California Task Force 3 Deploys Drones for SAR During Harvey Flooding

California Task Force 3’s (CA-TF3) Water Rescue Team, one of 28 Federal Emergency Management Agency (FEMA) National Rescue Response Teams, is sharing the work it completed last Thursday using drones in the aftermath of Hurricane Harvey.

The 16 Water Rescue Team members deployed came from the Menlo Park Fire District, which sponsors the task force, as well as from Central San Mateo County (Burlingame, Hillsborough and Millbrae), Palo Alto, San Jose, San Mateo and South San Francisco fire departments.

Responding from a staging area in Katy, Texas, last Thursday morning, the Bay Area’s Water Rescue Team headed to the City of Wharton, where the Colorado River had started to overbank around 3 a.m. on Thursday and was reportedly flooding the city and surrounding areas.

Notably, while on the way, a team member noticed a dog struggling in three feet of water near the town of Hungerford, so the convoy of four trucks, two enclosed boat trailers and a suburban command vehicle quickly pulled over, rescued the animal and then raced to Wharton.

The team was first tasked with conducting search-and-rescue (SAR) operations in the rural and muddy waters of the agricultural lands that surround Wharton. Captain Tony Eggimann quickly prepared one of the team’s three drones to scout out several miles of area from the air as the boat crews prepared six boats. He determined clear routes of travel, as well as the exact locations of farms and buildings, so that they could expedite the search and not waste any time – something the veteran Hurricane Katrina responder was more than familiar with, CA-TF3 notes.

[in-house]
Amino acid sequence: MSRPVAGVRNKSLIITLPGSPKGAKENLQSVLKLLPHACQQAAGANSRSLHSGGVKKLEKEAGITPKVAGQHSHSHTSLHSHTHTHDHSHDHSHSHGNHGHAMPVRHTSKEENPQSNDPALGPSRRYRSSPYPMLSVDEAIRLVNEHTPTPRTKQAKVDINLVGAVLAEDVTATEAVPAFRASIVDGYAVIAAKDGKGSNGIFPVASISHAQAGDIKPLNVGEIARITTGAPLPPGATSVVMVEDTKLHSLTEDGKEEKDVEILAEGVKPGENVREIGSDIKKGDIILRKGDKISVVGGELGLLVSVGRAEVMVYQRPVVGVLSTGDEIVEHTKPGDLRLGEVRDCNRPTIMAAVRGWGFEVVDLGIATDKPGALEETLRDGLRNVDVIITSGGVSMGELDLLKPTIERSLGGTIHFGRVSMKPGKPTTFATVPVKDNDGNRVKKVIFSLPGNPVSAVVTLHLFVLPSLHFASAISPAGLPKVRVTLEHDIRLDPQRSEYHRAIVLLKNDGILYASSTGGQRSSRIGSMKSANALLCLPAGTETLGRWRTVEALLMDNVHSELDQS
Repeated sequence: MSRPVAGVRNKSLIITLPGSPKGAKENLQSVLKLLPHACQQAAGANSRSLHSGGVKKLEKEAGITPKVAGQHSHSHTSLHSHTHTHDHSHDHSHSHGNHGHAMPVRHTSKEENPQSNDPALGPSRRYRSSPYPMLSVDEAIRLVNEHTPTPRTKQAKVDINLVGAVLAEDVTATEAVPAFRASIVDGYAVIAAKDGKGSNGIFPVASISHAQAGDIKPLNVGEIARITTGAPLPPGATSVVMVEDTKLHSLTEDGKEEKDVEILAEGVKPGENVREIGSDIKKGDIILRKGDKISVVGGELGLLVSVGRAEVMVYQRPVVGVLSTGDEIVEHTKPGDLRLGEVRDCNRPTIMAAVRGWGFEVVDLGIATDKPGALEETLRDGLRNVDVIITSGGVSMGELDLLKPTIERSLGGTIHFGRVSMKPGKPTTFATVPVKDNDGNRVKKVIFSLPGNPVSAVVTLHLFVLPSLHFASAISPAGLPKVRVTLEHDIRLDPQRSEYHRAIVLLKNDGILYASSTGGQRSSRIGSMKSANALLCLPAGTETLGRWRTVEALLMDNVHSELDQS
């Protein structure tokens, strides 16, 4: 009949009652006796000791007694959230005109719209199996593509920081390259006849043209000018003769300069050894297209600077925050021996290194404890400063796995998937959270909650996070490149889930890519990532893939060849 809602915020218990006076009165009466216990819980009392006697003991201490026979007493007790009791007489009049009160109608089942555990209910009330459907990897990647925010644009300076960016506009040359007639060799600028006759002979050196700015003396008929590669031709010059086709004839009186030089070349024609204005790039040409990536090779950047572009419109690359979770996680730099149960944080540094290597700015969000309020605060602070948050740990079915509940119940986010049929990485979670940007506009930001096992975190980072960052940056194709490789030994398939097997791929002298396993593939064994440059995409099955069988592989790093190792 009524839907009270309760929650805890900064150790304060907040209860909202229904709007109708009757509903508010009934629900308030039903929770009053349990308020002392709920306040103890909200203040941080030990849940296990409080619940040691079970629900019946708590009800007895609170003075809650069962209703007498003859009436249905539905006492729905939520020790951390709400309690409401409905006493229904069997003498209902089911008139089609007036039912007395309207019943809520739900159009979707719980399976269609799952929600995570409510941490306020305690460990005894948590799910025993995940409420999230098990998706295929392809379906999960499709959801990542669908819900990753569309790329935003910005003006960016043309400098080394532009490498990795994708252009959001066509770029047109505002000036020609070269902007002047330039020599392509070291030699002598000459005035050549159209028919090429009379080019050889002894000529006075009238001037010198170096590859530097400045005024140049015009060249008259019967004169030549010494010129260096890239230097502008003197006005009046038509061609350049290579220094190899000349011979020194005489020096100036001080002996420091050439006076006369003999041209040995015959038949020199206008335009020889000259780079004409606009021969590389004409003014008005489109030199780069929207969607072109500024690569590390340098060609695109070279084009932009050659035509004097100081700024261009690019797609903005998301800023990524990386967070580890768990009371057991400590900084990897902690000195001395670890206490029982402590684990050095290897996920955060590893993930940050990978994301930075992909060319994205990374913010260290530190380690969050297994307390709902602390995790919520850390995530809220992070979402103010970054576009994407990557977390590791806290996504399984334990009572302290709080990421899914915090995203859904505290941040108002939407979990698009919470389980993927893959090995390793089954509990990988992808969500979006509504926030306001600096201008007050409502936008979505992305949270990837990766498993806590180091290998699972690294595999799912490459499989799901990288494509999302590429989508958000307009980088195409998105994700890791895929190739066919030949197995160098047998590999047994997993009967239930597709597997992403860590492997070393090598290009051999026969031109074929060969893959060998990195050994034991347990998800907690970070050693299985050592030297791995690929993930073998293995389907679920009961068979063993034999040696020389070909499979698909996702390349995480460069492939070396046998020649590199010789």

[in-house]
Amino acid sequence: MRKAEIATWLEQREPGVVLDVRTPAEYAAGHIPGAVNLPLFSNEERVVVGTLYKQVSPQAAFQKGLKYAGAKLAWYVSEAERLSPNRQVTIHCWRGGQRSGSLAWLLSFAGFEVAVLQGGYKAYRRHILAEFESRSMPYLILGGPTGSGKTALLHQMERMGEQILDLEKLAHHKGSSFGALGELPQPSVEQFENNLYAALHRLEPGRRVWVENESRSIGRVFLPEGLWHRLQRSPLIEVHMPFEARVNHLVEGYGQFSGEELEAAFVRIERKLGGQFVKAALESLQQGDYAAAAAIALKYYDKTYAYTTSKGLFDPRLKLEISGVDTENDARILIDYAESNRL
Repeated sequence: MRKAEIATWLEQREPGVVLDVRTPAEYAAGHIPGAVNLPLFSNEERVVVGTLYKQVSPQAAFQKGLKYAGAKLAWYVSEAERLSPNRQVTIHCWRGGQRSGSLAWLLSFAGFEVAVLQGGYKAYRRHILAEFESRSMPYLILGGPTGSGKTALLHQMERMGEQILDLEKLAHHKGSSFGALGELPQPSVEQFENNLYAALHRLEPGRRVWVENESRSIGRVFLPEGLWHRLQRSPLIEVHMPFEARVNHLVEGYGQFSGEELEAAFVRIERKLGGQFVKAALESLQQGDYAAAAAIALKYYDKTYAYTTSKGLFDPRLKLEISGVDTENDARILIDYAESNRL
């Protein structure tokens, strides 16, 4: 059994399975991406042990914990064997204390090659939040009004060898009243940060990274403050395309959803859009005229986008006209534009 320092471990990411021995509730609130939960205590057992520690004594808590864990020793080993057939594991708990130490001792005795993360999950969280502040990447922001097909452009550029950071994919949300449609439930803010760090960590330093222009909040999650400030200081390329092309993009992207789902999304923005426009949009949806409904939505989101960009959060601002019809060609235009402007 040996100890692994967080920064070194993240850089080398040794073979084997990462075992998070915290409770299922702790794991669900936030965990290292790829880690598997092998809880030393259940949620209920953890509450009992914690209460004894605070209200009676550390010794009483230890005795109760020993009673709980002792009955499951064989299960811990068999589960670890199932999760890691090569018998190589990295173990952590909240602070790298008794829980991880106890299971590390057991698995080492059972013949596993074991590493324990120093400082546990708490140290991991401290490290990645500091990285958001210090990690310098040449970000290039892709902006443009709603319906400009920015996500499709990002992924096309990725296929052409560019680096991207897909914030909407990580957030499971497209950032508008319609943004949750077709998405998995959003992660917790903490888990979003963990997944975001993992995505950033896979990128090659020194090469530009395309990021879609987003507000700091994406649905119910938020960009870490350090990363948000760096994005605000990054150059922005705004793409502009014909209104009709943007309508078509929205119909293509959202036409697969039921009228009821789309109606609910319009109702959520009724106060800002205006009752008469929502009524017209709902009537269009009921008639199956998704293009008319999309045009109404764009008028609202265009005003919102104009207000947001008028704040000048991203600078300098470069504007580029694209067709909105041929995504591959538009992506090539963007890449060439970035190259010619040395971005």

Only a week ago, Eggimann had been flying drones over a forest fire at night in Yosemite National Park. Under clear skies and 1,750 miles away from Yosemite, he again quickly and efficiently guided a DJI Mavic Pro drone up to an altitude of 200 feet and flew a reconnaissance 360-degree ring around the area. He was able to note where the flooding started and ended, located navigational landmarks and potential hazards, and counted 30 structures located on several farms that would require contact by the boat crews from Task Force 3.

He quickly downloaded several pictures and a video to his waterproof iPad and jumped into one of the awaiting boats. According to the task force, the situational awareness the captain gained from the drone flights helped him quickly and directly navigate to specific farms and buildings. Though no one was found, the team placed a search marker on each of the buildings and wasted little time conducting the operation.

Eggimann is a founding member and one of five certified drone pilots within the Menlo Park Fire District’s drone program. The fire district is one of only a few public safety agencies nationwide that are authorized to fly drones across the country during the day or night, the task force says.

Fire Chief Schapelhouman says, “Drones are a game-changer for first responders; what Captain Eggimann did [last week] is yet again another example of why every fire and rescue agency in this country, let alone all of the FEMA rescue teams in the nation, needs to be provided with these incredible tools.”

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